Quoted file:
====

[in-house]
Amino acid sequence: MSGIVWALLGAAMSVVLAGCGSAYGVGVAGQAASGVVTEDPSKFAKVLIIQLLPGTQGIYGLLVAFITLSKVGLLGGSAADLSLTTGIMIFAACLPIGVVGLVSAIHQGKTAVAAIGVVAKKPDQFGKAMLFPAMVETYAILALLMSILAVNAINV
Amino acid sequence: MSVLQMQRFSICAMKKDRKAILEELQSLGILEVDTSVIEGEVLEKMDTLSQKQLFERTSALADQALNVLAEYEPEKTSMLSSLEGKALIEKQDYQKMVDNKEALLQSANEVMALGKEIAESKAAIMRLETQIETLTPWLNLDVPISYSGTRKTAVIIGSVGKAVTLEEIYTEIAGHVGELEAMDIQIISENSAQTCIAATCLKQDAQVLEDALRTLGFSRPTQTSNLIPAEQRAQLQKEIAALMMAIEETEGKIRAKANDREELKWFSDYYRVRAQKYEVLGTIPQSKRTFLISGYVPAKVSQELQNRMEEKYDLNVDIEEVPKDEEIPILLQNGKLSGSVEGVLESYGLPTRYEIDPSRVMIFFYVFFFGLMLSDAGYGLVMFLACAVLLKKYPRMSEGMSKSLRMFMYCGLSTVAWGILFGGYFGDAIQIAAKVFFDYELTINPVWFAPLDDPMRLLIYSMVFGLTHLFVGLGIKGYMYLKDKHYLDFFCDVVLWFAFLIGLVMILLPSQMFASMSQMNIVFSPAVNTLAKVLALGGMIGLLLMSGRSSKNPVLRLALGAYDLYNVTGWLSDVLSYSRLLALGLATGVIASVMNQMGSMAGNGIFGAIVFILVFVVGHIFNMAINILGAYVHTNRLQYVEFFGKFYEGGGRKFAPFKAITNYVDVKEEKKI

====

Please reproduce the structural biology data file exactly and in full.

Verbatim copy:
[in-house]
Amino acid sequence: MSGIVWALLGAAMSVVLAGCGSAYGVGVAGQAASGVVTEDPSKFAKVLIIQLLPGTQGIYGLLVAFITLSKVGLLGGSAADLSLTTGIMIFAACLPIGVVGLVSAIHQGKTAVAAIGVVAKKPDQFGKAMLFPAMVETYAILALLMSILAVNAINV
Amino acid sequence: MSVLQMQRFSICAMKKDRKAILEELQSLGILEVDTSVIEGEVLEKMDTLSQKQLFERTSALADQALNVLAEYEPEKTSMLSSLEGKALIEKQDYQKMVDNKEALLQSANEVMALGKEIAESKAAIMRLETQIETLTPWLNLDVPISYSGTRKTAVIIGSVGKAVTLEEIYTEIAGHVGELEAMDIQIISENSAQTCIAATCLKQDAQVLEDALRTLGFSRPTQTSNLIPAEQRAQLQKEIAALMMAIEETEGKIRAKANDREELKWFSDYYRVRAQKYEVLGTIPQSKRTFLISGYVPAKVSQELQNRMEEKYDLNVDIEEVPKDEEIPILLQNGKLSGSVEGVLESYGLPTRYEIDPSRVMIFFYVFFFGLMLSDAGYGLVMFLACAVLLKKYPRMSEGMSKSLRMFMYCGLSTVAWGILFGGYFGDAIQIAAKVFFDYELTINPVWFAPLDDPMRLLIYSMVFGLTHLFVGLGIKGYMYLKDKHYLDFFCDVVLWFAFLIGLVMILLPSQMFASMSQMNIVFSPAVNTLAKVLALGGMIGLLLMSGRSSKNPVLRLALGAYDLYNVTGWLSDVLSYSRLLALGLATGVIASVMNQMGSMAGNGIFGAIVFILVFVVGHIFNMAINILGAYVHTNRLQYVEFFGKFYEGGGRKFAPFKAITNYVDVKEEKKI